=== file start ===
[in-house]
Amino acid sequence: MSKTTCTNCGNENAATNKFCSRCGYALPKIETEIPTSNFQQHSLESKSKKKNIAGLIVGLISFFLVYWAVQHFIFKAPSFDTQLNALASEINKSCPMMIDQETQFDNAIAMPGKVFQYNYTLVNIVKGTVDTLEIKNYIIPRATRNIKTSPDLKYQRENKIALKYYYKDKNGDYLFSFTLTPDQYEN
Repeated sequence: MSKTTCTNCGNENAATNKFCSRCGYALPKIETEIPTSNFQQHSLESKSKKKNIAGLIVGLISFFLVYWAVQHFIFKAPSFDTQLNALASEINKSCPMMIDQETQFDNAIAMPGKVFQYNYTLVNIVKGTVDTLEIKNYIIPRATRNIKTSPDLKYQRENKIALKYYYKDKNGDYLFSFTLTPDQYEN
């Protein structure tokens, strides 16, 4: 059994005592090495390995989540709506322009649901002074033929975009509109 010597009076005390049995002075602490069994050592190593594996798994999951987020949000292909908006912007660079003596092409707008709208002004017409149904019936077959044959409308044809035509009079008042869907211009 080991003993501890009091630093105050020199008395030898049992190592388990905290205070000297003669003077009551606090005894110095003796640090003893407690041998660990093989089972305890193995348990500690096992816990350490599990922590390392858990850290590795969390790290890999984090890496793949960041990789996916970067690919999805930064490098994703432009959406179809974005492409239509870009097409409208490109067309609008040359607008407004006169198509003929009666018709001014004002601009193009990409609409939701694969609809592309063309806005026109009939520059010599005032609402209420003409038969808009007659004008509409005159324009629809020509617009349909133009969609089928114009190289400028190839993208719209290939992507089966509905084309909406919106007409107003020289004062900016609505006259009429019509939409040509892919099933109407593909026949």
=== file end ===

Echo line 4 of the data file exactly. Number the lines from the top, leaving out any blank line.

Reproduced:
């Protein structure tokens, strides 16, 4: 059994005592090495390995989540709506322009649901002074033929975009509109 010597009076005390049995002075602490069994050592190593594996798994999951987020949000292909908006912007660079003596092409707008709208002004017409149904019936077959044959409308044809035509009079008042869907211009 080991003993501890009091630093105050020199008395030898049992190592388990905290205070000297003669003077009551606090005894110095003796640090003893407690041998660990093989089972305890193995348990500690096992816990350490599990922590390392858990850290590795969390790290890999984090890496793949960041990789996916970067690919999805930064490098994703432009959406179809974005492409239509870009097409409208490109067309609008040359607008407004006169198509003929009666018709001014004002601009193009990409609409939701694969609809592309063309806005026109009939520059010599005032609402209420003409038969808009007659004008509409005159324009629809020509617009349909133009969609089928114009190289400028190839993208719209290939992507089966509905084309909406919106007409107003020289004062900016609505006259009429019509939409040509892919099933109407593909026949």